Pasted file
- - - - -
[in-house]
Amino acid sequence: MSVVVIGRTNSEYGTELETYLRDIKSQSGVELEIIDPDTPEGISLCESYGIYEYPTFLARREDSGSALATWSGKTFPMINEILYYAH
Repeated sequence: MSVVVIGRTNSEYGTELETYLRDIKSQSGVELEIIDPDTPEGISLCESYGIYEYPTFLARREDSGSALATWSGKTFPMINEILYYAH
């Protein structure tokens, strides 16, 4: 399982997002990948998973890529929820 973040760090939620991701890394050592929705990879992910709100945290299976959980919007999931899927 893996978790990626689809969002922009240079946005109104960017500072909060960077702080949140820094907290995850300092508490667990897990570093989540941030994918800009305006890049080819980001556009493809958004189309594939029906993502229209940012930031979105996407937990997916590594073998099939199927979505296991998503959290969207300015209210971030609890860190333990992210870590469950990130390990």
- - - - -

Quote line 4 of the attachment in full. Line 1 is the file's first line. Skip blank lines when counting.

């Protein structure tokens, strides 16, 4: 399982997002990948998973890529929820 973040760090939620991701890394050592929705990879992910709100945290299976959980919007999931899927 893996978790990626689809969002922009240079946005109104960017500072909060960077702080949140820094907290995850300092508490667990897990570093989540941030994918800009305006890049080819980001556009493809958004189309594939029906993502229209940012930031979105996407937990997916590594073998099939199927979505296991998503959290969207300015209210971030609890860190333990992210870590469950990130390990």